Finding Maternal Siblings in Birth Registration Data to form a Pregnancy Spine – Data Linkage & Graph Based Methods for Unknown Cluster Sizes

Main Article Content

Shelley Gammon Charles Morris
Published online: Sep 5, 2018


Introduction
We have developed an innovative methodology to link maternal siblings within 2000 – 2005 England and Wales Birth Registration data, to form a Pregnancy Spine, a unification of all births to each unique mother.


Key challenges in this many-many linkage scenario:


  1. Blocking (reduction of record pair comparisons)

  2. Cluster resolution

Objectives and Approach
Probabilistic data linkage (Python) was followed by generation of clusters (using igraph in R) and graph theory community detection techniques.


To optimise geographical blocking and increase accuracy, we incorporated Internal Migration data to map the likely geographic movement of mothers between births.


Maternal sibling clusters were modelled as a graph and the structure of clusters was optimised using community detection methods to link, split and evaluate sibling groups.


Additionally, we incorporated additional childhood statistics data relating to child date of birth to evaluate likely accuracy of sibling pairs and remove false edges (links).


Results
Our development has resulted in a new blocking method and cluster resolution method. In addition, we developed new ways to assess and measure the accuracy of sibling groups, beyond traditional classifier metrics, and infer error rates.


We applied our method to Registration Data used in earlier studies for QA of our methods.


Using this, and by comparing against other statistics on maternal sibling composition we will present results which show that a high degree of accuracy (precision / recall and new checks) was obtained for precision, recall, and other evaluation metrics.


Conclusion/Implications
These methods will improve other linkage projects with unknown clusters sizes; for de-duplicating datasets, linkage of multiple datasets, or incorporation of data from a longer time-period through longitudinal linkage.


To this Spine, researchers can now append and link other data sources to answer questions about maternal and child health outcomes.


Introduction

We have developed an innovative methodology to link maternal siblings within 2000 – 2005 England and Wales Birth Registration data, to form a Pregnancy Spine, a unification of all births to each unique mother.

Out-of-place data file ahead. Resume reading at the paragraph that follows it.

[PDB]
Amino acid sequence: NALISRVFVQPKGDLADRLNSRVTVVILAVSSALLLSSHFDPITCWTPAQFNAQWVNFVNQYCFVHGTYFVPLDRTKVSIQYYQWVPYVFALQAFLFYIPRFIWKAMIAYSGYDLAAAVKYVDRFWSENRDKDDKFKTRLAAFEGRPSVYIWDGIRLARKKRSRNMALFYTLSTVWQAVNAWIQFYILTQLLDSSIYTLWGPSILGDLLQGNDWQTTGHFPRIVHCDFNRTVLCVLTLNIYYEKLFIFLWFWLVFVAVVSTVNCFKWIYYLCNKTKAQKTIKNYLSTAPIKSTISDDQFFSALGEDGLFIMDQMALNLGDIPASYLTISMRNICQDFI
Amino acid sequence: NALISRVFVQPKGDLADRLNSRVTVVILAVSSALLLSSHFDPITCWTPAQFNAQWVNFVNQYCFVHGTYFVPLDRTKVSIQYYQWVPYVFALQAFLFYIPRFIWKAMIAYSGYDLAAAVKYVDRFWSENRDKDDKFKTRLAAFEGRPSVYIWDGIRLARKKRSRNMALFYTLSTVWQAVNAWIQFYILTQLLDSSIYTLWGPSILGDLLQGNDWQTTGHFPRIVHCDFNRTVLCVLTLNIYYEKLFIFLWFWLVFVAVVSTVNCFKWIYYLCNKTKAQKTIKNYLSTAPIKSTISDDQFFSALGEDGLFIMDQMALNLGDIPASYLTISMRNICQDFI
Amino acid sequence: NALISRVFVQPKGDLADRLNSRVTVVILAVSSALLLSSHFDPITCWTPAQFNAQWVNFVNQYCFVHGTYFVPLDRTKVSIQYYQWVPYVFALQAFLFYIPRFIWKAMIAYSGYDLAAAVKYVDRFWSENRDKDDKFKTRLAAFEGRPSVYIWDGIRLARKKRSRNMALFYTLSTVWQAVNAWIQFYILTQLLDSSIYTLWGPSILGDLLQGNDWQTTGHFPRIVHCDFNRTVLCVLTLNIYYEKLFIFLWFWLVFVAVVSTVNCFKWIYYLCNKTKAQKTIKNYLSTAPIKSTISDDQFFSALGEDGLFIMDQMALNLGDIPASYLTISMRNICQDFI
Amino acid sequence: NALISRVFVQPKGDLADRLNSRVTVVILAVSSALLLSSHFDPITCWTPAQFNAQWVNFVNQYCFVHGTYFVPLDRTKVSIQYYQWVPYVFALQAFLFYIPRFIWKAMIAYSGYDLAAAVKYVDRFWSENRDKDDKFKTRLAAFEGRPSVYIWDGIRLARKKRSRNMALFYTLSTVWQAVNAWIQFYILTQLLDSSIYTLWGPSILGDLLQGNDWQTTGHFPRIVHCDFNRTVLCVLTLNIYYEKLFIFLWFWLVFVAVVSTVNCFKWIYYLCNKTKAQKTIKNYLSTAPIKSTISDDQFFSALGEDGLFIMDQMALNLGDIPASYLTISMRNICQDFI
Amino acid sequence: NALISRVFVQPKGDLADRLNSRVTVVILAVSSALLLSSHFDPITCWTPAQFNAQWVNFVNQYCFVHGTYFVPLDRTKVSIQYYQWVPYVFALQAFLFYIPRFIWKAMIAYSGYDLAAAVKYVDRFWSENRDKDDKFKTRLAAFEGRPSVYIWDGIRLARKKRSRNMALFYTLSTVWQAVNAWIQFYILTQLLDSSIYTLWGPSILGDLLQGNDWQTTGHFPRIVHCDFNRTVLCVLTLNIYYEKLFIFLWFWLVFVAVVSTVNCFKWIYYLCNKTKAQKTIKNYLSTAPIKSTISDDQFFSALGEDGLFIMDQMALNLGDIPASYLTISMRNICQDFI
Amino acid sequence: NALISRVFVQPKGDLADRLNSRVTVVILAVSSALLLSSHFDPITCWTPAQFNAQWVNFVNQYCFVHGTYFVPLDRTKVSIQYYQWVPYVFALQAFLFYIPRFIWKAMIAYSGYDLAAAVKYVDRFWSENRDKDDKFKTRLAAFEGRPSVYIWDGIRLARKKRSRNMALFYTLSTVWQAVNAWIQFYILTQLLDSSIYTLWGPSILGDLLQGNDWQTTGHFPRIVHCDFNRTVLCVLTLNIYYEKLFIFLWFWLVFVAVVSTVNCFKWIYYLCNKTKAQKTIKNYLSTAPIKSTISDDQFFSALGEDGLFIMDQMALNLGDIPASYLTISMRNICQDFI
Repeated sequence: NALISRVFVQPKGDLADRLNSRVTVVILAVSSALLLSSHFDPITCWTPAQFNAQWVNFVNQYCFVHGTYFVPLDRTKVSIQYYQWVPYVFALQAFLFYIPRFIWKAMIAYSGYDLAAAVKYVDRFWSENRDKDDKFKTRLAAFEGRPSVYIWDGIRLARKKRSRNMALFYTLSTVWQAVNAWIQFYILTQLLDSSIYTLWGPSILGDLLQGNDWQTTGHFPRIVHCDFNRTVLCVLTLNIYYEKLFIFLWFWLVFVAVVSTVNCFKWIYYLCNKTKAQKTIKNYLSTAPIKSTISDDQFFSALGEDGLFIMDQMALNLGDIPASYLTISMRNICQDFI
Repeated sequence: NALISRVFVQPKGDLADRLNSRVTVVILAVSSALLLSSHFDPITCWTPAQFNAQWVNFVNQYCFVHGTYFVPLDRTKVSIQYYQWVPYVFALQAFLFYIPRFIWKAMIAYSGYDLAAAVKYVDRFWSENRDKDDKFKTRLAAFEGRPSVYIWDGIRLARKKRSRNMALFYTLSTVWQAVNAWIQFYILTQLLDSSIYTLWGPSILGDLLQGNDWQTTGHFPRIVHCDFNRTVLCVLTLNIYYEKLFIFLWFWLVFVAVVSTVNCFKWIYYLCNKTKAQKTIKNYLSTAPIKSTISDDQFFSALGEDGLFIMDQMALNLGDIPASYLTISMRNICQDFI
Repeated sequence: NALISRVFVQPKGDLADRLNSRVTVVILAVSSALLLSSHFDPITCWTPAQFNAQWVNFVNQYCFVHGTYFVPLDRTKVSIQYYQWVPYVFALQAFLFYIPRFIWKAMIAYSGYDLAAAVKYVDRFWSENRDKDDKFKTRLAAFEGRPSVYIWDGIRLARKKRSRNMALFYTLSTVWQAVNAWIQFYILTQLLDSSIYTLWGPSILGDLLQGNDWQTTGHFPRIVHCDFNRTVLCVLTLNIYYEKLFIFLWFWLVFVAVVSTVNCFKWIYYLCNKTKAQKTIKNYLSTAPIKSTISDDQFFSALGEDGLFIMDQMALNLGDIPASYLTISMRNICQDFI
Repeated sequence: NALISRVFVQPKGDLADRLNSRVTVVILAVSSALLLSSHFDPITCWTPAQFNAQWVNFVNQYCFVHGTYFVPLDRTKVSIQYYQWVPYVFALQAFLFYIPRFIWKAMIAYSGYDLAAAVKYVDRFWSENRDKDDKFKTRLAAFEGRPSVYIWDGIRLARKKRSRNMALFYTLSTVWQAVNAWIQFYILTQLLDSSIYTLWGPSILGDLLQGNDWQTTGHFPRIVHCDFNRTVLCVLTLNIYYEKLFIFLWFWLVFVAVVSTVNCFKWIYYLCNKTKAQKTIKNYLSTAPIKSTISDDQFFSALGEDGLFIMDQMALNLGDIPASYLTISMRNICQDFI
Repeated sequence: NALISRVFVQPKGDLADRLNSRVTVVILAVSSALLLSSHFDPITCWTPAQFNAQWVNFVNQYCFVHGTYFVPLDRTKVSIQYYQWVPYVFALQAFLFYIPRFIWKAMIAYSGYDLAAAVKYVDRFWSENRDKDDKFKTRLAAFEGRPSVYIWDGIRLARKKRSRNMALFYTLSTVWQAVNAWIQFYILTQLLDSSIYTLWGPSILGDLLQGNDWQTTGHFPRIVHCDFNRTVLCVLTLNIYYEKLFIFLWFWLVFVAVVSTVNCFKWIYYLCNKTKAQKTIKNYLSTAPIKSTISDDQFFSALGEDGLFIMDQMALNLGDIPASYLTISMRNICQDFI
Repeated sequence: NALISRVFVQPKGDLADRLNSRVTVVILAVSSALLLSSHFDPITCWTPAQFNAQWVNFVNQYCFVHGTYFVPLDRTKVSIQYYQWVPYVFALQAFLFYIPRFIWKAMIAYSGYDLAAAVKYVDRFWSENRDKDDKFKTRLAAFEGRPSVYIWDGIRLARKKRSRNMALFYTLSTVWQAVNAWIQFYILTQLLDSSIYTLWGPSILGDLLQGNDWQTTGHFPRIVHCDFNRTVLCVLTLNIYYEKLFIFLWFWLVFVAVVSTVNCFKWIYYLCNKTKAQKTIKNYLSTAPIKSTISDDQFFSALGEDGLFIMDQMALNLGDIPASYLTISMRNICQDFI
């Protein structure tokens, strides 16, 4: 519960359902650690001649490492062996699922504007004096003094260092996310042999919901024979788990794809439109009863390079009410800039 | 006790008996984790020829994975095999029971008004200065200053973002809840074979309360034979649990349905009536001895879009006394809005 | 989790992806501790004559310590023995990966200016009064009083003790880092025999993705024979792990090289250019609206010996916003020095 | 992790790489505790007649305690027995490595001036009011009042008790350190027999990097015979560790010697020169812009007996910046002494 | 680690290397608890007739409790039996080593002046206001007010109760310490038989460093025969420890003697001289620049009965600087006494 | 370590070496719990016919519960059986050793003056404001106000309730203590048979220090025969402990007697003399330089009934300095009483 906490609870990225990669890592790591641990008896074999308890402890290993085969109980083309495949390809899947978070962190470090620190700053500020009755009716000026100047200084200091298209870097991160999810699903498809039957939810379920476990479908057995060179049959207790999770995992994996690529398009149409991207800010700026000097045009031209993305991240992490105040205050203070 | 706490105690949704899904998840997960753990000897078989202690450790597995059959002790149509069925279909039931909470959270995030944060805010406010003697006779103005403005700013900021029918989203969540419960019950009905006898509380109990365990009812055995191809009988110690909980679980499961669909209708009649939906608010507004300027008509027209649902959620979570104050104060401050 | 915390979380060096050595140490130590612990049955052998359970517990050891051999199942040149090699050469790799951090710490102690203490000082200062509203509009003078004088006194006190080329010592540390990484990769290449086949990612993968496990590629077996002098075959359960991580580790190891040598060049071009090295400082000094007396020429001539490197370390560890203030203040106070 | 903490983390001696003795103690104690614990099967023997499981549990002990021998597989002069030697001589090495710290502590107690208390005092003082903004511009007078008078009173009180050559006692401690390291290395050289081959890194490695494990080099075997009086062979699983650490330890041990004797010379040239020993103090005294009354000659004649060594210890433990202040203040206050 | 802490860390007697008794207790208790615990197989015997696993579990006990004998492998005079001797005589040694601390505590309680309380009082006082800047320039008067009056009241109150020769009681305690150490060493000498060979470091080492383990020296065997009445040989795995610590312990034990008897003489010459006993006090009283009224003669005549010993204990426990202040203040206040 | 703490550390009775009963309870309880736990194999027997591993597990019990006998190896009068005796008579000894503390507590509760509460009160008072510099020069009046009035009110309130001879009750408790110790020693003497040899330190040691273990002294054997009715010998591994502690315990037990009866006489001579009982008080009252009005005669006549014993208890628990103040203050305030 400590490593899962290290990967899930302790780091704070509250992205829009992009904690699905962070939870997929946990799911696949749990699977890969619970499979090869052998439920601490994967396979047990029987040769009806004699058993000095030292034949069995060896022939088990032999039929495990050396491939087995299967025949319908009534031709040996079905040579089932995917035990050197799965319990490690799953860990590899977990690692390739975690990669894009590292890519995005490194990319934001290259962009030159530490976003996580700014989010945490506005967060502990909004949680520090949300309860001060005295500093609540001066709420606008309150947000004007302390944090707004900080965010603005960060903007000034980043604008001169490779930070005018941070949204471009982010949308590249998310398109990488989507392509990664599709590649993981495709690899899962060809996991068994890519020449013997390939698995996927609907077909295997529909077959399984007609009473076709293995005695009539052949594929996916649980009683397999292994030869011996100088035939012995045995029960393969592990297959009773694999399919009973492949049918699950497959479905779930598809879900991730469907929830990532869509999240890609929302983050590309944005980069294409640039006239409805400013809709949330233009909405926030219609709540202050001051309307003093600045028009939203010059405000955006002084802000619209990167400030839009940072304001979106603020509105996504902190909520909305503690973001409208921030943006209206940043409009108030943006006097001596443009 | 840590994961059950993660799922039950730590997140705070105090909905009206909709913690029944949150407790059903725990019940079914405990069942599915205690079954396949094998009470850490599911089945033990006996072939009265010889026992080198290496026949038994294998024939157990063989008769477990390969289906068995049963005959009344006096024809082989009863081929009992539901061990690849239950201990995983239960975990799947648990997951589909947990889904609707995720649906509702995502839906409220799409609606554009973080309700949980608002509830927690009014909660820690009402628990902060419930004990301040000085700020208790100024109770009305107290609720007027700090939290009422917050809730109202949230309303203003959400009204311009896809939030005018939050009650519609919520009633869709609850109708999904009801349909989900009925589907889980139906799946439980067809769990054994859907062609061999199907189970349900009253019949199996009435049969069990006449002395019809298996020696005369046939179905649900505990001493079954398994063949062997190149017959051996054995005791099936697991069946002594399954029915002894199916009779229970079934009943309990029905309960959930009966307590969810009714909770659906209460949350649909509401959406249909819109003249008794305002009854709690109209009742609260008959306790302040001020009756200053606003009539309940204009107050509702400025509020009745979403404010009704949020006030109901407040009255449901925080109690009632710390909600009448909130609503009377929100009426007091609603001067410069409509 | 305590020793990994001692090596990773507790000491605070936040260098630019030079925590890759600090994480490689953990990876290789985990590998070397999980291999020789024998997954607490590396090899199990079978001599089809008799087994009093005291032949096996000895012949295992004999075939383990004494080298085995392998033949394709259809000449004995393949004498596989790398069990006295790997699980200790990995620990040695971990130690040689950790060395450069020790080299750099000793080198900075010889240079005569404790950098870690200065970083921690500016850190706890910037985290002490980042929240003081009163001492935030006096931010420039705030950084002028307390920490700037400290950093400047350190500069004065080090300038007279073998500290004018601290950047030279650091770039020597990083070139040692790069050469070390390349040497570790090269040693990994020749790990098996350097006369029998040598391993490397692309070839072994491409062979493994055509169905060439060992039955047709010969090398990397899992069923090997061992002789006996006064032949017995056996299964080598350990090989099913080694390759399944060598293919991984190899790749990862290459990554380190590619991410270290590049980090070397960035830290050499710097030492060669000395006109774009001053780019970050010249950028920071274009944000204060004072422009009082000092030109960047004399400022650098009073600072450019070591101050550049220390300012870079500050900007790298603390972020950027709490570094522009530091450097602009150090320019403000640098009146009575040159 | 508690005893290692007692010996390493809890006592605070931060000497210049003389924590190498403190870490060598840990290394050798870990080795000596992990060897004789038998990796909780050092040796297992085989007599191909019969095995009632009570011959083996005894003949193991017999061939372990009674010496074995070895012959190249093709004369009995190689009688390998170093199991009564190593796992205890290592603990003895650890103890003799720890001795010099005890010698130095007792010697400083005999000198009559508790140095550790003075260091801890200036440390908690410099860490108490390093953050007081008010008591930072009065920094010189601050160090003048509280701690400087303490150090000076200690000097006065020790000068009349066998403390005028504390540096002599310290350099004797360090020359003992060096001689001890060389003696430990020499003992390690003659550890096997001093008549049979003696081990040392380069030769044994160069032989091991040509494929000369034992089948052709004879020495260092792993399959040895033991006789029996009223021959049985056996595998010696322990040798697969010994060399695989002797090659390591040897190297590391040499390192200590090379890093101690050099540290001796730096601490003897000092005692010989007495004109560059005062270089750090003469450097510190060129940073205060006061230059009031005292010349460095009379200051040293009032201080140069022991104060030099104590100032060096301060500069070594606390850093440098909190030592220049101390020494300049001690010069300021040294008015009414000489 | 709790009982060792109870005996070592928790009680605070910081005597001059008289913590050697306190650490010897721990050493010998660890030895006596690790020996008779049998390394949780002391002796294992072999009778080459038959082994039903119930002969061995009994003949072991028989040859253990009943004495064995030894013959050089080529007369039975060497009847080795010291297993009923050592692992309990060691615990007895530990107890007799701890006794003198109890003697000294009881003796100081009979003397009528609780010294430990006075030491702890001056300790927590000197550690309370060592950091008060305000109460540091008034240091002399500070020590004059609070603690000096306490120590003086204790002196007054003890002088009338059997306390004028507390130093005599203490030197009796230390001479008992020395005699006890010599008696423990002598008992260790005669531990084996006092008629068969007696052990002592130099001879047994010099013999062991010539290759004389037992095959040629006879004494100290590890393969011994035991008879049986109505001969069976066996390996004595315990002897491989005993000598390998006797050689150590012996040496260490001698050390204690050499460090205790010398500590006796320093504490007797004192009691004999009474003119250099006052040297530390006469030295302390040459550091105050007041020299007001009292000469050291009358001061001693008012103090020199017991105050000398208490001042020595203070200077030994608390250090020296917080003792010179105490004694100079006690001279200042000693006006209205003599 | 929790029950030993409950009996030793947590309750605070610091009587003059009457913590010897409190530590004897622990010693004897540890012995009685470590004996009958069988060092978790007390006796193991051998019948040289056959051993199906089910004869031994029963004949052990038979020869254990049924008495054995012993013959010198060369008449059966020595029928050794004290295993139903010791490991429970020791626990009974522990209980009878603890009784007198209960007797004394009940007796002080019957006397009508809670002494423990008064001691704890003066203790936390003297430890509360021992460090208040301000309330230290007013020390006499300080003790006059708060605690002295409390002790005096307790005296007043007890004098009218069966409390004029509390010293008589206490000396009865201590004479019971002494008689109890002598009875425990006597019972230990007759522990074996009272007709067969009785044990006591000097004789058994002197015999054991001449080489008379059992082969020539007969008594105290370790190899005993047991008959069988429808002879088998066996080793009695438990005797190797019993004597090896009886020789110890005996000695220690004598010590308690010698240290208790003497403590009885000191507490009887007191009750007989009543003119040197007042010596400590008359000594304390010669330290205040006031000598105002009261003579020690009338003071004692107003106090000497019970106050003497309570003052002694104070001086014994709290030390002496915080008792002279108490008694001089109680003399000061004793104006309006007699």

Key challenges in this many-many linkage scenario:

    Objectives and Approach

    Probabilistic data linkage (Python) was followed by generation of clusters (using igraph in R) and graph theory community detection techniques.

    To optimise geographical blocking and increase accuracy, we incorporated Internal Migration data to map the likely geographic movement of mothers between births.

    Maternal sibling clusters were modelled as a graph and the structure of clusters was optimised using community detection methods to link, split and evaluate sibling groups.

    Additionally, we incorporated additional childhood statistics data relating to child date of birth to evaluate likely accuracy of sibling pairs and remove false edges (links).

    Results

    Our development has resulted in a new blocking method and cluster resolution method. In addition, we developed new ways to assess and measure the accuracy of sibling groups, beyond traditional classifier metrics, and infer error rates.

    We applied our method to Registration Data used in earlier studies for QA of our methods.

    Using this, and by comparing against other statistics on maternal sibling composition we will present results which show that a high degree of accuracy (precision / recall and new checks) was obtained for precision, recall, and other evaluation metrics.

    Conclusion/Implications

    These methods will improve other linkage projects with unknown clusters sizes; for de-duplicating datasets, linkage of multiple datasets, or incorporation of data from a longer time-period through longitudinal linkage.

    To this Spine, researchers can now append and link other data sources to answer questions about maternal and child health outcomes.

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